Time: 7:00 PM CT
TV: ESPN / Fox Sports Oklahoma
Radio: WWLS (98.1 FM OKC / 97.1 FM Tulsa)
Few things in this world are worse than the 15-28 Los Angeles Lakers right now. Their underwhelming star point guard Lonzo Ball is sidelined with a knee injury, rumors are swirling that Lakers head coach Luke Walton may be on his way out, and after a nine-game losing streak, the team now finds itself fourth from the bottom in the Western Conference. Unlike previous seasons, the Lakers are not tanking on purpose. In fact, LA has zero incentive to tank given that their 2018 first-round pick will go to either the Celtics or the Sixers, regardless of the Lakers’ final standing.
As the Lakers will be without Ball (and possibly Larry Nance Jr), tonight’s game should be a comfortable win for the Thunder (24-20). The last time the Lakers and Thunder met in early January, the Thunder won 133-96 (the most points the Lakers have allowed to the Thunder since the team relocated to OKC). However, the Thunder has an annoying tendency to play poorly against teams it’s much better than. Oklahoma City is 9-8 against teams currently seven-or-more games below .500, which is the worst such record in the Western Conference.
Before Saturday’s game against Charlotte (15-24), Carmelo Anthony was asked about the Thunder’s performances against sub-.500 teams. He said, “A lot of times when you give teams, those types of teams that confidence, it’s hard to fight out of that hole, because you have to make all the right plays, make every shot, and we can’t rely on that.” The other Lakers rookie, Kyle Kuzma, is exactly the type of player that the Thunder doesn’t want to give confidence to. Kuzma has the capacity to drop 10 points or 30 points depending on the night, so it will be important for the Thunder to set the pace of the game early and avoid forcing itself to play catch-up.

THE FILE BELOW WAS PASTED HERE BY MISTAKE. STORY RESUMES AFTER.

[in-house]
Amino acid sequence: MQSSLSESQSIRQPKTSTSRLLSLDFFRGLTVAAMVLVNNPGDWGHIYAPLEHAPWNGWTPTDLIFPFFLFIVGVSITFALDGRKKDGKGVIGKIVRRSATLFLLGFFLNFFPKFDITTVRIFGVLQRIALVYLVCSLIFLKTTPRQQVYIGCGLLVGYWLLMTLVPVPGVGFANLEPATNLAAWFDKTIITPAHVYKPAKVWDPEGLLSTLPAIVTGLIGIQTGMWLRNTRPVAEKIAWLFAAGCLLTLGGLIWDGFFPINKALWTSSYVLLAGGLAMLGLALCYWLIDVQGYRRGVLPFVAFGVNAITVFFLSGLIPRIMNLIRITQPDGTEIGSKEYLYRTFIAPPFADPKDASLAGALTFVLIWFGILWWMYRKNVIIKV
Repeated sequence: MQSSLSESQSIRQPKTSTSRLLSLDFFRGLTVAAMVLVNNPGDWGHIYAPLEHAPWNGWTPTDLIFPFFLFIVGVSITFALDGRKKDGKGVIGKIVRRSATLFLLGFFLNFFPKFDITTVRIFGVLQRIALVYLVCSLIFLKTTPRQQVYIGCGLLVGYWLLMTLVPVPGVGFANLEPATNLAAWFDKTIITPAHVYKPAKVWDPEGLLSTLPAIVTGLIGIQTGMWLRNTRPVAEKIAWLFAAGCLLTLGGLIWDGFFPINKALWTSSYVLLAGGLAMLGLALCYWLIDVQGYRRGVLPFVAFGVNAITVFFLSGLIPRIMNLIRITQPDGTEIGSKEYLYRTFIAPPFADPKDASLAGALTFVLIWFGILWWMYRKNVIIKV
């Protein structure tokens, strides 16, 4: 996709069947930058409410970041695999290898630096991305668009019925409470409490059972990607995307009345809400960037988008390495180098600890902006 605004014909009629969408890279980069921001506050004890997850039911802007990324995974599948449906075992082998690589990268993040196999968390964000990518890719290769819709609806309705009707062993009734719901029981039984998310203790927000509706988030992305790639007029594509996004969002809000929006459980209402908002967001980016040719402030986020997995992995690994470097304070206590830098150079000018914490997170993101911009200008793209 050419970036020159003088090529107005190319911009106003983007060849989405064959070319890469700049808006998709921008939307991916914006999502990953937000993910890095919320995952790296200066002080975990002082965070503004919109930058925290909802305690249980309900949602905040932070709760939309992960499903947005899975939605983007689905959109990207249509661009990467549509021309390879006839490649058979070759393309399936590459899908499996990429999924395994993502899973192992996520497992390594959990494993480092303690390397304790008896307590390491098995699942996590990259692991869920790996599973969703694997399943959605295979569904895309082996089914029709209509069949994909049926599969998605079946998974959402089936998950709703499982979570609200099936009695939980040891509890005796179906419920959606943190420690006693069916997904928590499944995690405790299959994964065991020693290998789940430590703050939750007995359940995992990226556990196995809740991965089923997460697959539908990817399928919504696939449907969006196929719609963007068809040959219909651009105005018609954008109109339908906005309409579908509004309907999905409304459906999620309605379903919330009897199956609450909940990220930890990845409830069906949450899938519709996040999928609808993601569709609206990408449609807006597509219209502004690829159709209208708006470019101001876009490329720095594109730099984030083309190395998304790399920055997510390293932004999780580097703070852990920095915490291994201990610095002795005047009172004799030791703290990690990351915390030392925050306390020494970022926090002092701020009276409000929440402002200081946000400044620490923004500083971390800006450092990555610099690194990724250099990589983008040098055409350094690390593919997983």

Update: Andre Roberson is returning from his eight-game absence and will be back in the starting lineup.
- Andre Roberson: Active — Knee
- Lonzo Ball: Out — Knee
- Larry Nance Jr: Questionable — Hip
- Brandon Ingram: Probable — Ankle
Lakers: Tyler Ennis, Kentavious Caldwell-Pope, Brandon Ingram, Julius Randle, Brook Lopez
|Team||EFG%||FTA Rate||TOV%||OREB%||OPP EFG%||OPP FTA||OPP TOV%||OPP OREB%|
1/3: OKC 133, LAL 96 [BOX SCORE]
Home Sweet Home. The Thunder is looking for its sixteenth home win of the season tonight. In its ten years in Oklahoma City, the Thunder is 255-86 (.748) at home, which is the second-best home record in the NBA in that span (the San Antonio Spurs are first). Party on, ‘Peake.
Young Guns. The Lakers roster is very young with an average age of 24.6 and an average of 3.6 years of professional experience (compared to the Thunder at 26.4 years old and 5.1 years of experience). As a result of their youth, the Lakers run a very fast-paced offense, which could be challenging for slower players like Carmelo Anthony and Steven Adams. The Lakers rank second in the NBA in fast-break points per game (17.0).
Turnover Trouble. One thing holding the Thunder back from greatness is turnovers. In Monday’s game against the Kings, Westbrook alone had 10, while the team as a whole had 20. To make matters worse, the Thunder only scored seven points off turnovers — compared to the Kings’ 18 points. Westbrook is currently second in the NBA in turnovers and Paul George is 12th.
Bench or Bust. Another thing holding the Thunder back from greatness is the bench. As of now, the Thunder bench is only responsible for 24.2 points per game out of 104.1 (or 23.2 percent of the Thunder’s points). Based on points per game alone, the Thunder bench is the third-worst in the NBA. Patrick Patterson, in particular, has been very underwhelming. He averaged 6.8 points per game last year in Toronto, but only 3.3 this season. However, he might be on to something after scoring 10 points on 3-4 shooting from three in Monday’s win against the Kings.